Finding out your child has a condition like diabetes can be overwhelming. And, although it’s a disease that will always be part of your child’s life, getting help sooner rather than later is key to successfully managing the disease so your child can live a childhood unrestricted by the condition.
When children are diagnosed with Type 1 or Type 2 diabetes, it means there’s too much glucose — the body’s main source of energy for cells — in their bloodstream. Although glucose is found naturally in child’s body, it also comes from the food they eat. Too much or too little glucose in the blood can cause serious health problems.
Both types of diabetes can occur at any age, but kids with Type 1 diabetes make no insulin, and kids with Type 2 make insulin, but it doesn't work as well as it should.
Insulin is a hormone found in the pancreas that allows sugar to get into cells of the body so that sugar can be used as energy.
Symptoms of Children With Diabetes
Some of the most common signs and symptoms of children with diabetes include:
sugar in urine
sudden vision changes
sudden weight loss
fruity or sweet-like odor on breath
heavy or labored breathing
Diagnosing Children With Diabetes
Children diagnosed with Type 1 diabetes are typically diagnosed after presenting with symptoms such as unexplained weight loss, excessive urination, or excessive thirst. Children are diagnosed with Type 2 diabetes typically through a urine sample during a routine examination and symptoms are less dramatic.
Some lab tests that may be used to diagnose diabetes include:
fasting plasma test (FPG): a blood test that measures blood glucose in someone who has fasted for at least 8 hours
oral glucose tolerance test (OGTT): this test is given to someone who has fasted for 8 hours and then is asked to drink a glucose-containing beverage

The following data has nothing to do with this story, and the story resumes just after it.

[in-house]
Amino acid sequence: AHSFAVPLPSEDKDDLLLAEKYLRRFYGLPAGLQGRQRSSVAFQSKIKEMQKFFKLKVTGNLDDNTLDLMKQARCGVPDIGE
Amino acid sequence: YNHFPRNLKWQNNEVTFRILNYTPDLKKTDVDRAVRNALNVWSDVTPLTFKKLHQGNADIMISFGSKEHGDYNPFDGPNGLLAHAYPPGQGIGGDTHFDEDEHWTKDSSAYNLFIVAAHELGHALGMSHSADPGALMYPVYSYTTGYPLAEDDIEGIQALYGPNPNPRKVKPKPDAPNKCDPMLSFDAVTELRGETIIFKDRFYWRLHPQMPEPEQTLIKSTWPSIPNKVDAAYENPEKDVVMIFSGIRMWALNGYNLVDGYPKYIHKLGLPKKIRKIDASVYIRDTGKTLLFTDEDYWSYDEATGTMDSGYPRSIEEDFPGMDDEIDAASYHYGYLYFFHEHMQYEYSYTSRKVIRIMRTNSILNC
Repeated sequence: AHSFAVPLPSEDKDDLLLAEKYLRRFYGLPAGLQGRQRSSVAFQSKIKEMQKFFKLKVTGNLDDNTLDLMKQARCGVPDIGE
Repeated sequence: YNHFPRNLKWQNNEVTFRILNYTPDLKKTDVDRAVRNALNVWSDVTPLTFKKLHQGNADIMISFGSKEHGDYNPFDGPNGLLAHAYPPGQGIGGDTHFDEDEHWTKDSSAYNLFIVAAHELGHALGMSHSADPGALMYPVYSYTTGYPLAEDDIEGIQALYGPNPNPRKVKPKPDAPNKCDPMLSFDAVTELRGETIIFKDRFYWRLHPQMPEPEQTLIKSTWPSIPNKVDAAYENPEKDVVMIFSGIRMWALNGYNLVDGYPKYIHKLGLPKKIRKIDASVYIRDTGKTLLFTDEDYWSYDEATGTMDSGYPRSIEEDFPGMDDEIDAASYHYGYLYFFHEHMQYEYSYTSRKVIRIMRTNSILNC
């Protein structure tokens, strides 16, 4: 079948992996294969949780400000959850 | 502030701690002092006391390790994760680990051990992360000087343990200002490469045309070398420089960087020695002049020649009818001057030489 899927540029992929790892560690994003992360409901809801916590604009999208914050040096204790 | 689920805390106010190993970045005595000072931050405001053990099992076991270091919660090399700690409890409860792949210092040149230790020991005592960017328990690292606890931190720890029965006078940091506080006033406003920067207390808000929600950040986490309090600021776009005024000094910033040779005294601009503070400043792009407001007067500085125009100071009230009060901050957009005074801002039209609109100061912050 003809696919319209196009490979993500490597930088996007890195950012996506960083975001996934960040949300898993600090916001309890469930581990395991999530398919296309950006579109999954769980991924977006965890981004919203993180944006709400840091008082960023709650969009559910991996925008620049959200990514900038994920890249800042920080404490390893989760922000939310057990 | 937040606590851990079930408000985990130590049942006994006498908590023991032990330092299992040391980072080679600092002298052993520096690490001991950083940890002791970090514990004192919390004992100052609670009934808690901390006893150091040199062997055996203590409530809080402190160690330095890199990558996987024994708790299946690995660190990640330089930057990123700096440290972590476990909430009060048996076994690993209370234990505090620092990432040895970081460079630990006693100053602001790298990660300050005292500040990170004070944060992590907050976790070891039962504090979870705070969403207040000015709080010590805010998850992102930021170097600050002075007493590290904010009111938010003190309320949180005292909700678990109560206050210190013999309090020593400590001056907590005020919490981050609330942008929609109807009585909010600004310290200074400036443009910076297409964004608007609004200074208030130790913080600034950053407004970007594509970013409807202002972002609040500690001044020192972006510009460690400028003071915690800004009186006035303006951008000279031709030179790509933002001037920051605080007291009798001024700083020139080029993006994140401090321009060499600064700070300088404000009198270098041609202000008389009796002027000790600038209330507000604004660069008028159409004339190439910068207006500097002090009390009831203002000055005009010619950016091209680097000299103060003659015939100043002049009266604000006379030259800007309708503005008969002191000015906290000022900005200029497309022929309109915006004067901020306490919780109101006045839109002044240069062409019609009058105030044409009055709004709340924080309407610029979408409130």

random plasma glucose test: this blood glucose test is done without regard to fasting
Nutrition Tips for Children With Diabetes
At Nemours, our registered dietitians are part of your child’s diabetes care team. Nutrition is an important part of proper diabetes management. It’s not only about counting carbohydrates; it’s about healthy eating habits that are enjoyable.
Developing a Healthy Meal Plan
Healthy food choices should be encouraged for all family members. A registered dietitian at Nemours can help plan a healthy meal plan for your child with diabetes. Just as your child grows and develops, so must your child’s meal plan.
A healthy meal plan includes certain types of carbohydrates (carbs), lean protein, and fat and can be used for children with diabetes and without.
Carbohydrates are found in foods such as bread/starch, fruit, milk, and sweets. Eating carbs makes blood sugar levels rise, but that doesn’t mean that people with diabetes should avoid them — the body needs carbs. Since they affect blood sugar levels, it’s recommended children with diabetes track how many carbs they eat.
Follow these tips for healthy nutrition:
Choose healthy carbs that provide fiber, vitamins, and other nutrients,
whole wheat/grains instead of white bread, white pasta, or white rice
fresh fruit instead of fruit juices
fat-free or 1% milk instead of whole or 2% milk
light ice cream instead of full fat ice cream
limit desserts like cake, cookies, and candy, to special occasions
Choose protein from lean meats (cuts of beef and pork that end in “loin” or skinless chicken/turkey), egg whites, reduced-fat cheese, nuts, tofu, and beans.